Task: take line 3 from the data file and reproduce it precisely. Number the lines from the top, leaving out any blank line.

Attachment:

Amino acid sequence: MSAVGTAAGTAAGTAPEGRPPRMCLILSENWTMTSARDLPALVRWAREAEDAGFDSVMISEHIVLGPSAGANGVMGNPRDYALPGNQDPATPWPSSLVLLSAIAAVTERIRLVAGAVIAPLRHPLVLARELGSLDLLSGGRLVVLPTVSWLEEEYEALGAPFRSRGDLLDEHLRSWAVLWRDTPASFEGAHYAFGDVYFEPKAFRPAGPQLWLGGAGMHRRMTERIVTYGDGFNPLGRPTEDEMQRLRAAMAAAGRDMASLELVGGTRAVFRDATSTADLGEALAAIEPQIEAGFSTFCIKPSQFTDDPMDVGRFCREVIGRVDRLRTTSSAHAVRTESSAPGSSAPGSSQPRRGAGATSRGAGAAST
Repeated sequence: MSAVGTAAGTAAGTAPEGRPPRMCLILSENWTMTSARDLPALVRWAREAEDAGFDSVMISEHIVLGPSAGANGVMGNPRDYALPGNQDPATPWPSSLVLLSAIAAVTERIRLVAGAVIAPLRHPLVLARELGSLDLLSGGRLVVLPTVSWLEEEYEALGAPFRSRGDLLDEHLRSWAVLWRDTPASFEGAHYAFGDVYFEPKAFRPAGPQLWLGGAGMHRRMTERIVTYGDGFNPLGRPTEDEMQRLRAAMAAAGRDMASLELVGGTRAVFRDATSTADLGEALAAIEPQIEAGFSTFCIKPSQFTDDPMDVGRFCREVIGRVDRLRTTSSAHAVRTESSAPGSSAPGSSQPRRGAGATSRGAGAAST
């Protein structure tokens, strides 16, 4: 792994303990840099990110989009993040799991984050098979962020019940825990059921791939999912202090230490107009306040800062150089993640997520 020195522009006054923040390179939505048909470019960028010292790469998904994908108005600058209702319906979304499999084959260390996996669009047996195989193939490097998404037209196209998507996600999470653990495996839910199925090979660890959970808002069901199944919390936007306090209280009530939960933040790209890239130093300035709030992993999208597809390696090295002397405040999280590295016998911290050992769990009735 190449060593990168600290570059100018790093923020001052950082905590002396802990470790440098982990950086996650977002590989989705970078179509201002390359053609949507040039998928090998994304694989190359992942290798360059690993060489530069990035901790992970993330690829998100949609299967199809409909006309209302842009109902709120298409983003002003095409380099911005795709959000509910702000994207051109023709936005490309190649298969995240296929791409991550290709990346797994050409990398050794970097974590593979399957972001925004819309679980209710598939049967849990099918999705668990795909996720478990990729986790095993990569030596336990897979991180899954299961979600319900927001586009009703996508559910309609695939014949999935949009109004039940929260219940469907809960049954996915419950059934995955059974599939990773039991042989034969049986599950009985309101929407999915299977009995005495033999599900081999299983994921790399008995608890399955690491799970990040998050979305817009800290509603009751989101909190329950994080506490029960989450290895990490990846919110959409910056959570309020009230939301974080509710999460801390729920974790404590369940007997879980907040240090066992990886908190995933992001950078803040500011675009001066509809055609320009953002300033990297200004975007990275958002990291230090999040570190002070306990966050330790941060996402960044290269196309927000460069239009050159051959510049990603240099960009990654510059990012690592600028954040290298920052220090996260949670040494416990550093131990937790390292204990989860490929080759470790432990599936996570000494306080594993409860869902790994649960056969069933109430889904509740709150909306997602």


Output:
């Protein structure tokens, strides 16, 4: 792994303990840099990110989009993040799991984050098979962020019940825990059921791939999912202090230490107009306040800062150089993640997520 020195522009006054923040390179939505048909470019960028010292790469998904994908108005600058209702319906979304499999084959260390996996669009047996195989193939490097998404037209196209998507996600999470653990495996839910199925090979660890959970808002069901199944919390936007306090209280009530939960933040790209890239130093300035709030992993999208597809390696090295002397405040999280590295016998911290050992769990009735 190449060593990168600290570059100018790093923020001052950082905590002396802990470790440098982990950086996650977002590989989705970078179509201002390359053609949507040039998928090998994304694989190359992942290798360059690993060489530069990035901790992970993330690829998100949609299967199809409909006309209302842009109902709120298409983003002003095409380099911005795709959000509910702000994207051109023709936005490309190649298969995240296929791409991550290709990346797994050409990398050794970097974590593979399957972001925004819309679980209710598939049967849990099918999705668990795909996720478990990729986790095993990569030596336990897979991180899954299961979600319900927001586009009703996508559910309609695939014949999935949009109004039940929260219940469907809960049954996915419950059934995955059974599939990773039991042989034969049986599950009985309101929407999915299977009995005495033999599900081999299983994921790399008995608890399955690491799970990040998050979305817009800290509603009751989101909190329950994080506490029960989450290895990490990846919110959409910056959570309020009230939301974080509710999460801390729920974790404590369940007997879980907040240090066992990886908190995933992001950078803040500011675009001066509809055609320009953002300033990297200004975007990275958002990291230090999040570190002070306990966050330790941060996402960044290269196309927000460069239009050159051959510049990603240099960009990654510059990012690592600028954040290298920052220090996260949670040494416990550093131990937790390292204990989860490929080759470790432990599936996570000494306080594993409860869902790994649960056969069933109430889904509740709150909306997602």